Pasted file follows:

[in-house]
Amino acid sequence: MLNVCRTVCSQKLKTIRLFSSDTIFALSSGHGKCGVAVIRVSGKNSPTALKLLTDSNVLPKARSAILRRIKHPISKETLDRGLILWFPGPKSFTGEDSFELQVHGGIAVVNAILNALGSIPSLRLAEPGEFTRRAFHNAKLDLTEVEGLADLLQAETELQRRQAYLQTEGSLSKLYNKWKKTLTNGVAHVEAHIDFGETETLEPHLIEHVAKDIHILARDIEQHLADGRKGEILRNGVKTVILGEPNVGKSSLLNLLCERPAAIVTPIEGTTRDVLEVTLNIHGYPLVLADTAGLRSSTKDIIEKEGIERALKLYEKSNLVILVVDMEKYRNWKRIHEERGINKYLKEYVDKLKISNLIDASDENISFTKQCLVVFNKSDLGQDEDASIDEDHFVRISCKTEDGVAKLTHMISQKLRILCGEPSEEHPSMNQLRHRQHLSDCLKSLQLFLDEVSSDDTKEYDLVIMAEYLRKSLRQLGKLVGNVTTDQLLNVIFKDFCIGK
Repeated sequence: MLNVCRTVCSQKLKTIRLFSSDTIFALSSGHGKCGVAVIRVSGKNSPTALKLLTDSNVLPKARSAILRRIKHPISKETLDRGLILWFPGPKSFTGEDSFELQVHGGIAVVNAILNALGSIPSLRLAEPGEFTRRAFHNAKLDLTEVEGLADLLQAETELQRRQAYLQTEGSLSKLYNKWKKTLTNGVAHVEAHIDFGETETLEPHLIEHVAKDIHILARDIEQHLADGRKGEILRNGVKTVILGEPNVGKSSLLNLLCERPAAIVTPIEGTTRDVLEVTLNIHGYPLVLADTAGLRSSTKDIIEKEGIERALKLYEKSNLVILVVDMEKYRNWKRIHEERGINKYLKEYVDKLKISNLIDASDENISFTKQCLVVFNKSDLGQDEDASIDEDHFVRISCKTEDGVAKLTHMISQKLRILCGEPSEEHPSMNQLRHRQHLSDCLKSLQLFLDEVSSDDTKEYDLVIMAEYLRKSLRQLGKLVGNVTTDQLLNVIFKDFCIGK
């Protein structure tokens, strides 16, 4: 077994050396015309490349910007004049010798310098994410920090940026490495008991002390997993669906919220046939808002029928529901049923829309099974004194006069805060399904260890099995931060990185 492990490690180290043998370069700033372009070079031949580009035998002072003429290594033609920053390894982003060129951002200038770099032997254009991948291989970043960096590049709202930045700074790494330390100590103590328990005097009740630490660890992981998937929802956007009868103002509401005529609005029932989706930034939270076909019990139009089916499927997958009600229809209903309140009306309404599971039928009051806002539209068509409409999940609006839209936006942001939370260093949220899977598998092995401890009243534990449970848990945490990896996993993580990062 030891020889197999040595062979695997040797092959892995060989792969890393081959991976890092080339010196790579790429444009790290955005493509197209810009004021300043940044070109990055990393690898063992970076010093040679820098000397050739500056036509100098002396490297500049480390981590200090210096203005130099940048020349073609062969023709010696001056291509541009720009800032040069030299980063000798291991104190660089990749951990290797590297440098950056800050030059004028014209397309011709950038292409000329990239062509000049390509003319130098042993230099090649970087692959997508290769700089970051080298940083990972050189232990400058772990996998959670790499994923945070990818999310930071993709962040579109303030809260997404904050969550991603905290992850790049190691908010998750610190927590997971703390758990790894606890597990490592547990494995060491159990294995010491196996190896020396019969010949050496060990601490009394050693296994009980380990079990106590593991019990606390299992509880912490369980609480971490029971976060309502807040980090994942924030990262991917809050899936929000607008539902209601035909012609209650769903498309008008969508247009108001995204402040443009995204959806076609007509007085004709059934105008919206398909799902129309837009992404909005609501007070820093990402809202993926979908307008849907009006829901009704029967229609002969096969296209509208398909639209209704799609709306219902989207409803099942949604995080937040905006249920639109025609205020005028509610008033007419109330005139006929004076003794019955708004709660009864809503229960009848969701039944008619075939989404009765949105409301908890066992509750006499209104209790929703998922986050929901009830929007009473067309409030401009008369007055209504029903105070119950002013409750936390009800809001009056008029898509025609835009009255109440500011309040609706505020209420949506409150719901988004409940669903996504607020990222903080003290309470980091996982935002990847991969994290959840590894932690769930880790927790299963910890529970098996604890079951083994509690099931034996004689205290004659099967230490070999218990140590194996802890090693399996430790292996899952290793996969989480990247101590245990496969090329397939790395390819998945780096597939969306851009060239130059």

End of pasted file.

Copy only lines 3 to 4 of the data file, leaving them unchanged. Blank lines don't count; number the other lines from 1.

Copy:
Repeated sequence: MLNVCRTVCSQKLKTIRLFSSDTIFALSSGHGKCGVAVIRVSGKNSPTALKLLTDSNVLPKARSAILRRIKHPISKETLDRGLILWFPGPKSFTGEDSFELQVHGGIAVVNAILNALGSIPSLRLAEPGEFTRRAFHNAKLDLTEVEGLADLLQAETELQRRQAYLQTEGSLSKLYNKWKKTLTNGVAHVEAHIDFGETETLEPHLIEHVAKDIHILARDIEQHLADGRKGEILRNGVKTVILGEPNVGKSSLLNLLCERPAAIVTPIEGTTRDVLEVTLNIHGYPLVLADTAGLRSSTKDIIEKEGIERALKLYEKSNLVILVVDMEKYRNWKRIHEERGINKYLKEYVDKLKISNLIDASDENISFTKQCLVVFNKSDLGQDEDASIDEDHFVRISCKTEDGVAKLTHMISQKLRILCGEPSEEHPSMNQLRHRQHLSDCLKSLQLFLDEVSSDDTKEYDLVIMAEYLRKSLRQLGKLVGNVTTDQLLNVIFKDFCIGK
């Protein structure tokens, strides 16, 4: 077994050396015309490349910007004049010798310098994410920090940026490495008991002390997993669906919220046939808002029928529901049923829309099974004194006069805060399904260890099995931060990185 492990490690180290043998370069700033372009070079031949580009035998002072003429290594033609920053390894982003060129951002200038770099032997254009991948291989970043960096590049709202930045700074790494330390100590103590328990005097009740630490660890992981998937929802956007009868103002509401005529609005029932989706930034939270076909019990139009089916499927997958009600229809209903309140009306309404599971039928009051806002539209068509409409999940609006839209936006942001939370260093949220899977598998092995401890009243534990449970848990945490990896996993993580990062 030891020889197999040595062979695997040797092959892995060989792969890393081959991976890092080339010196790579790429444009790290955005493509197209810009004021300043940044070109990055990393690898063992970076010093040679820098000397050739500056036509100098002396490297500049480390981590200090210096203005130099940048020349073609062969023709010696001056291509541009720009800032040069030299980063000798291991104190660089990749951990290797590297440098950056800050030059004028014209397309011709950038292409000329990239062509000049390509003319130098042993230099090649970087692959997508290769700089970051080298940083990972050189232990400058772990996998959670790499994923945070990818999310930071993709962040579109303030809260997404904050969550991603905290992850790049190691908010998750610190927590997971703390758990790894606890597990490592547990494995060491159990294995010491196996190896020396019969010949050496060990601490009394050693296994009980380990079990106590593991019990606390299992509880912490369980609480971490029971976060309502807040980090994942924030990262991917809050899936929000607008539902209601035909012609209650769903498309008008969508247009108001995204402040443009995204959806076609007509007085004709059934105008919206398909799902129309837009992404909005609501007070820093990402809202993926979908307008849907009006829901009704029967229609002969096969296209509208398909639209209704799609709306219902989207409803099942949604995080937040905006249920639109025609205020005028509610008033007419109330005139006929004076003794019955708004709660009864809503229960009848969701039944008619075939989404009765949105409301908890066992509750006499209104209790929703998922986050929901009830929007009473067309409030401009008369007055209504029903105070119950002013409750936390009800809001009056008029898509025609835009009255109440500011309040609706505020209420949506409150719901988004409940669903996504607020990222903080003290309470980091996982935002990847991969994290959840590894932690769930880790927790299963910890529970098996604890079951083994509690099931034996004689205290004659099967230490070999218990140590194996802890090693399996430790292996899952290793996969989480990247101590245990496969090329397939790395390819998945780096597939969306851009060239130059």